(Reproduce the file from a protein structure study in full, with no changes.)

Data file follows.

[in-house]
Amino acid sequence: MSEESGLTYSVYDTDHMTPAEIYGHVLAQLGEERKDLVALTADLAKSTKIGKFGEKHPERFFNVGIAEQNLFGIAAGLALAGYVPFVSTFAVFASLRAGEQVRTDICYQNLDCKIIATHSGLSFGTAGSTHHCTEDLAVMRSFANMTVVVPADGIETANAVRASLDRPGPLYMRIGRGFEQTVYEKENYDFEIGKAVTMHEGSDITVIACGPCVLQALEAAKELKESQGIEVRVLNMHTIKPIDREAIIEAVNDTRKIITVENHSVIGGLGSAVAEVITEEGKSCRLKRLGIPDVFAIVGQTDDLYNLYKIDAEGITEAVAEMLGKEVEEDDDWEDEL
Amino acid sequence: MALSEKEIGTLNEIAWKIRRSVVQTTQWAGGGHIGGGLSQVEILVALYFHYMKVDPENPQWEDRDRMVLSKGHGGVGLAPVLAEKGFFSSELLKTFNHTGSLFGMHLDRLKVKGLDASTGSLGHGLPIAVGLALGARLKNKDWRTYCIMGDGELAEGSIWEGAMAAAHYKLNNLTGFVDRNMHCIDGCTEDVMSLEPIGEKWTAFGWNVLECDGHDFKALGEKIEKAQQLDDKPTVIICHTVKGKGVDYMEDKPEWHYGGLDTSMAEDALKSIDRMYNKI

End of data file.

[in-house]
Amino acid sequence: MSEESGLTYSVYDTDHMTPAEIYGHVLAQLGEERKDLVALTADLAKSTKIGKFGEKHPERFFNVGIAEQNLFGIAAGLALAGYVPFVSTFAVFASLRAGEQVRTDICYQNLDCKIIATHSGLSFGTAGSTHHCTEDLAVMRSFANMTVVVPADGIETANAVRASLDRPGPLYMRIGRGFEQTVYEKENYDFEIGKAVTMHEGSDITVIACGPCVLQALEAAKELKESQGIEVRVLNMHTIKPIDREAIIEAVNDTRKIITVENHSVIGGLGSAVAEVITEEGKSCRLKRLGIPDVFAIVGQTDDLYNLYKIDAEGITEAVAEMLGKEVEEDDDWEDEL
Amino acid sequence: MALSEKEIGTLNEIAWKIRRSVVQTTQWAGGGHIGGGLSQVEILVALYFHYMKVDPENPQWEDRDRMVLSKGHGGVGLAPVLAEKGFFSSELLKTFNHTGSLFGMHLDRLKVKGLDASTGSLGHGLPIAVGLALGARLKNKDWRTYCIMGDGELAEGSIWEGAMAAAHYKLNNLTGFVDRNMHCIDGCTEDVMSLEPIGEKWTAFGWNVLECDGHDFKALGEKIEKAQQLDDKPTVIICHTVKGKGVDYMEDKPEWHYGGLDTSMAEDALKSIDRMYNKI